The transformative work of Professor Sir Michael Rutter, also known as the “father of child psychiatry,” has challenged existing theories and allowed for a major change in earlier ideas about the relationship between maternal deprivation and mental health. Sir Michael’s pioneering contributions to our understanding of mental resilience, the effects of maternal and institutional deprivation on subsequent mental health, and the turning points in adult life following psychosocial adversity in childhood have had a lasting and profound impact on individuals, families, and the global community.

Professor Rutter was trained in general medicine, neurology, and pediatrics before specializing in psychiatry. He was appointed the first consultant of child psychiatry in the UK and has been head of the Department of Child and Adolescent Psychiatry at the Institute of Psychiatry, London, and Honorary Director of the Medical Research Council Child Psychiatry Unit.

His studies of autism, depression, antisocial behavior, reading difficulties, deprived children, overactive children, school effectiveness, and children whose psychiatric problems have a clear organic component have resulted in many publications. One of the most influential is Maternal Depression Reassessed, in which he argues that it is the norm for children to form multiple attachments rather than a selective attachment to just one person.

Professor Rutter is recognized as contributing to the establishment of child psychiatry as a medical and biopsychosocial specialty with a strong scientific base. In 1994, he established the Social, Genetic and Developmental Psychiatry Unit at the Institute of Psychiatry. The goal of the center is to bridge the gap between “nature” (genetics) and “nurture” (environment) as they interact in the development of complex human behavior, for example in depression and attention-deficit hyperactivity disorder (ADHD) in children.

Professor Rutter was knighted in 1992 and is an honorary member of the British Academy, a Fellow of the Royal Society, and a founding Fellow of the Academia Europea and the Academy of Medical Sciences. The Michael Rutter Centre for Children and Adolescents at the Maudsley Hospital, London was named in his honor.

Dr. Torrey is a model of citizen activism, a scientific leader and a fearless advocate for people living with mental illness and their families. His extraordinary contributions have had a profound impact on advancing the understanding of mental illness and educating the public about the biological basis of serious mental illness and the need to improve the treatment system. He is a tireless advocate for policy and legislative change and a champion of the mental illness advocacy movement.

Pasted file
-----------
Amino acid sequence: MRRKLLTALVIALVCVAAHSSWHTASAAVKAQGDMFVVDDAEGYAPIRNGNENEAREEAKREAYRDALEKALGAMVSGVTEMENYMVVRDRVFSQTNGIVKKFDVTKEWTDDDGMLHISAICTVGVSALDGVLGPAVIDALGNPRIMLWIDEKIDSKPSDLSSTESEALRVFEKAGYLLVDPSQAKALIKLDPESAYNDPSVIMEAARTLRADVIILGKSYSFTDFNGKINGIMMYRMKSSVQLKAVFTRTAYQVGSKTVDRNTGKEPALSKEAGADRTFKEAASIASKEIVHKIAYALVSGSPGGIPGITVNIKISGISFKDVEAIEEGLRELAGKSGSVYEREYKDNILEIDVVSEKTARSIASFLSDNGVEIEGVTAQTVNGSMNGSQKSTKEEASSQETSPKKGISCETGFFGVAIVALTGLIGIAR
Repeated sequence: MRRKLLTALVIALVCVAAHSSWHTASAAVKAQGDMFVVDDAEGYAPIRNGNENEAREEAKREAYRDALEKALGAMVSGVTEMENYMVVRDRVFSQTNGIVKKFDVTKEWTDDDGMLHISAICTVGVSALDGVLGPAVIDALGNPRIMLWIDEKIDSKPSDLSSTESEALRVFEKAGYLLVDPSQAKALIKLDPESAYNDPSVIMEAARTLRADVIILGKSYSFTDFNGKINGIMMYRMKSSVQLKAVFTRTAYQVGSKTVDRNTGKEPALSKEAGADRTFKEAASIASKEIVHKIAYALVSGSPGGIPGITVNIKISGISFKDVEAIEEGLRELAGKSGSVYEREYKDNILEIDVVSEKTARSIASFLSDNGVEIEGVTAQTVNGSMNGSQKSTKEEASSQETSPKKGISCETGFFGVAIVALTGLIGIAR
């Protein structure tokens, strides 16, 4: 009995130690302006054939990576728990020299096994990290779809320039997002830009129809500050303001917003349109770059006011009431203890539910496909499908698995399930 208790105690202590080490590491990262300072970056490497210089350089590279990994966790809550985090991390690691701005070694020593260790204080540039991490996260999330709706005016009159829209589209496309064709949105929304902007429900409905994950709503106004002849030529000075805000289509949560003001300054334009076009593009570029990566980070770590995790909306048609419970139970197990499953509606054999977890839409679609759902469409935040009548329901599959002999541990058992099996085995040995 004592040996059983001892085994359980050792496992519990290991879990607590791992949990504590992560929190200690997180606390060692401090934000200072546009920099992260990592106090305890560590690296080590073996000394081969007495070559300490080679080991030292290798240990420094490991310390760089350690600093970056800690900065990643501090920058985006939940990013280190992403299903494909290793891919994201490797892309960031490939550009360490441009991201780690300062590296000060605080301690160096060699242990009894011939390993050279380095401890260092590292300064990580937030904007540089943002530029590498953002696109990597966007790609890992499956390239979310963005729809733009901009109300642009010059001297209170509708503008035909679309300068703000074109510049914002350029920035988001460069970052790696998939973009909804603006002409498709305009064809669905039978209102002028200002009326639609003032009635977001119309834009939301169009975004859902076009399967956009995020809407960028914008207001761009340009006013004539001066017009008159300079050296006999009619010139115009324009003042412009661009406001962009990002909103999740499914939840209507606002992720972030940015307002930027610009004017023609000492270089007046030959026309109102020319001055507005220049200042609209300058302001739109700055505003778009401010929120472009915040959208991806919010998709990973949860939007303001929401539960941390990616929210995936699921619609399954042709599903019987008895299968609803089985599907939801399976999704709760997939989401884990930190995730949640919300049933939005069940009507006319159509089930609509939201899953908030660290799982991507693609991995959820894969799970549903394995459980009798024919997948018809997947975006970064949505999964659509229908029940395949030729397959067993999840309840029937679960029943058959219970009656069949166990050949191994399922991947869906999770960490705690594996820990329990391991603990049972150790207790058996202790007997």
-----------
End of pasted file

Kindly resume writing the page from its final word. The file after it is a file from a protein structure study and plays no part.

He is currently Associate Director at The Stanley Medical Research Institute, where he is investigating the causes and treatment of schizophrenia and bipolar disorder, including ongoing collaborative research on infectious agents as a cause of these diseases.

In the 1970s Dr. Torrey introduced what was then a radically new and revolutionary approach, an infective/inflammatory etiology and pathophysiology of mental illness. Over the years, this hypothesis has led to the testing of many new treatments for mental illness. Dr. Torrey’s early work on inflammation and infection in mental illness has been transformative, as hundreds of researchers and hundreds of millions of grant dollars are now devoted to research in this field. Antiinflammatory and antibiotic drugs are being studied as potential treatments.

His other major contribution is in education and advocacy. For 40 years he has been responsible for hundreds of public lectures, radio and TV shows, reports by the National Alliance on Mental Illness (NAMI) and Treatment Advocacy Center, editorials, op-eds, and letters to the editor. He has written five books, all intended to educate the public about the biological basis of serious mental illness.

BBRF President & CEO Dr. Jeffrey Borenstein noted that “Dr. Weissman, Professor Rutter, and Dr. Torrey exemplify what it means to be world-class behavioral scientists and humanitarians. We were delighted to honor them for their outstanding commitment in the pursuit to alleviate the pain and suffering of mental illness. All three of this year’s recipients inspire us all to use our knowledge towards the greater good for all humanity.”

The Pardes Humanitarian Prize in Mental Health is sponsored in part by Janssen Research & Development, LLC, one of the Janssen Pharmaceutical Companies of Johnson & Johnson.

Written By Lauren Duran

Click here to read the Brain & Behavior Magazine's December 2020 issue